I just received a swiss jacket from a company no one has heard of. It has these spacer things that put distance between you and the jacket and allows airflow up through the collar. It also has some new membrane that absorbs water through to the outside of the jacket but not in. It doesn't seem to be in stock anywhere anymore in any website that is english but here's the hoodless version from a random dutch(I think?)website http://www.runningstore.it/prodotti/...ng-jacket.html.
I haven't got to test it out extensively yet but in the few rain storms we had it seems to work very well although the arms get a little sweaty if your not wearing long sleeves.
Here's my rain jacket, 6.4oz http://www.outdoorresearch.com/en/or...ii-jacket.html
"In California I don't bother hiking with one, on a big chunk of the AT you can get away without one. Up here in the White Mountains if you don't have rain gear plan on getting hypothermia."
Yes. It is pretty much always the same thing, location,location and location.
I would love to have a hike in Tasmania for more than a day or two with the guys that don't use a rain jacket.
Walk at 35f in HEAVY wind driven rain (common in summer too...) without one and yes you can die...
Again I suggest that before you put a rain jacket on you take a layer off. You might just sweat a little less that way.
When hiking in warm weather, I just use an umbrella. Hiking in warm weather in even the best w/b rain wear will get you soaked in sweat.
But... when it's cool enough for a rain jacket to be comfortable, I use a rain jacket and the umbrella at the same time. By keeping most of the water off the surface of the jacket, it never wets out, and the fabric can actually do a pretty good job breathing and keeping you comfortable.
Trouble with w/b gear is that it can't keep up with water from both sides. Protect one side, and the other can do it's job better.
California certainly gets cold rain. I almost got hypothermia in southern California from it once because I foolishly thought that moisture from within a jacket was the same as moisture from outside the jacket. The difference is that it's easy to be a fair weather hiker in California, especially if you're not thru hiking.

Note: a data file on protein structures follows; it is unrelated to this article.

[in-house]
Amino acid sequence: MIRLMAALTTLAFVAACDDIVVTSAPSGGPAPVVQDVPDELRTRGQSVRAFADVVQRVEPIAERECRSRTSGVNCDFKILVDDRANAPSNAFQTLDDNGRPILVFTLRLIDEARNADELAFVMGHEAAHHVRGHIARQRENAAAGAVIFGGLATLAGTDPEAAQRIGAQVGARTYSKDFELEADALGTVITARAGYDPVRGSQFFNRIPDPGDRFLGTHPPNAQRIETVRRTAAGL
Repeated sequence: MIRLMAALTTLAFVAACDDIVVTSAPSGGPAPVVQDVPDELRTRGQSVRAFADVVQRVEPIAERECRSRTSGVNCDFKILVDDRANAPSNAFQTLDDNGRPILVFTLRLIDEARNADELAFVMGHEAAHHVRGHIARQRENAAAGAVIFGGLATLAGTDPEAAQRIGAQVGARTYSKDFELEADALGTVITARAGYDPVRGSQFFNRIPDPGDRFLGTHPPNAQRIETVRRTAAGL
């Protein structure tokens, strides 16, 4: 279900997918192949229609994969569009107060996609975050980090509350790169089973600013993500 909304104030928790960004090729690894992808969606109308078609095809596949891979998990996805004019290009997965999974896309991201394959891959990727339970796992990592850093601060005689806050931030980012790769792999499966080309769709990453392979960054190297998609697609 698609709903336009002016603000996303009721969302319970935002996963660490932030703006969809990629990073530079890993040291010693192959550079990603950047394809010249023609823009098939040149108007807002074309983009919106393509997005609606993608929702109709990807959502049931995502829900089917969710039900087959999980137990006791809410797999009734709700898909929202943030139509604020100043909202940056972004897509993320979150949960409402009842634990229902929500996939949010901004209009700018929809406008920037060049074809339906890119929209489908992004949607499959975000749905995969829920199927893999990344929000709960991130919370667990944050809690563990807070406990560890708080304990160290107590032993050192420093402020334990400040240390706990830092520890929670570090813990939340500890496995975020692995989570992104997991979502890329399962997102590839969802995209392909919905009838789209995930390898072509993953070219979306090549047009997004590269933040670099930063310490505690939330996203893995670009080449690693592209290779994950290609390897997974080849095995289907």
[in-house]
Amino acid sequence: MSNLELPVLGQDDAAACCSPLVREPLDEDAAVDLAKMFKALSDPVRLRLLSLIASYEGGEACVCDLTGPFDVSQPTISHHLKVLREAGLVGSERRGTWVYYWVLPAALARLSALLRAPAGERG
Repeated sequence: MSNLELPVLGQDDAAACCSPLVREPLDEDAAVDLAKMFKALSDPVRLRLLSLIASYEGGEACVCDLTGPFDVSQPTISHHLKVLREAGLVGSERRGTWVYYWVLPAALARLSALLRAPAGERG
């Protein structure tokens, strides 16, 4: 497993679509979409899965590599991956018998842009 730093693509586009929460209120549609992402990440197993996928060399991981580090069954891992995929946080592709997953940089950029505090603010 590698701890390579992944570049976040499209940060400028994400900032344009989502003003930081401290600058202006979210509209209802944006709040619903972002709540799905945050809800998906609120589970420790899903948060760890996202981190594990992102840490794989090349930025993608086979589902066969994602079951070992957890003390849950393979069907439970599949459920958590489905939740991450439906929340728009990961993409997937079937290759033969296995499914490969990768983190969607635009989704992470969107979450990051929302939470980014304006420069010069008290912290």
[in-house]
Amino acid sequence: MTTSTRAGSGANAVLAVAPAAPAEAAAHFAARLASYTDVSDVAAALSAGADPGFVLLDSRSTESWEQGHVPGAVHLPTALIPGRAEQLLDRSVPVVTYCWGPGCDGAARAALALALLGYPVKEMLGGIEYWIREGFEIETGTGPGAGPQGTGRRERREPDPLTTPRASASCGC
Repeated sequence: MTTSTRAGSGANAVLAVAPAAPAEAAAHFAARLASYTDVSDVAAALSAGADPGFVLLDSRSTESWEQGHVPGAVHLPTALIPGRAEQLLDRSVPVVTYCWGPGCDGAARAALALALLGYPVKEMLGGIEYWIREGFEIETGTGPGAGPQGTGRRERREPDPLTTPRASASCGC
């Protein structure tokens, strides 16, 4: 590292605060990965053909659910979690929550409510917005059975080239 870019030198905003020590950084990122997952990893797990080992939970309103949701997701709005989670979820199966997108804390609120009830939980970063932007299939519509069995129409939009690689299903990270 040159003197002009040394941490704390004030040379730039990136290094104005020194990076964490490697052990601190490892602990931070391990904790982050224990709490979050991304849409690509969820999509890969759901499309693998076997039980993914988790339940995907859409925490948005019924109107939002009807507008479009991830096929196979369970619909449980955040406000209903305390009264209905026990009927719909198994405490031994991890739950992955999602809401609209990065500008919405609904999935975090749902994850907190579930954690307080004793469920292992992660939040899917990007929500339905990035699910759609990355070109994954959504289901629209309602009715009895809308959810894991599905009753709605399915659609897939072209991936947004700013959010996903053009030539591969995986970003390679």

I go without a rain jacket during the summer. Duodry clothing is great and the bulk of my trips are usually down here in the muggy south . -- Now if I were hiking the Whites or Adirondacks I'd be taking a rain jacket.
Hiking with an umbrella on the trail seems odd to me.
Think OUTSIDE....no box required.
In general a rain jacket is one of the most important items you can have with you.
My goretex rain jacket weighs 7 oz. I wear it as a wind shell, for warmth, for rain, and to wear when I'm doing laundry. It breathes enough to make a significant difference. It is much more useful than a wind resistant jacket. In general.
If it's very warm and rainy and I'm working hard I might not wear it at all, not a big deal. If it's cool and rainy I might wear it with the front partially unzipped. If it's cold and rainy and windy I can batten down the hatches. Days like that make carrying a few more ounces very worthwhile and can literally save your life.
2nd page and still no mention of the Packa? It is the only rain coat that actually works. I use it with a rain wrap and rain is not an issue.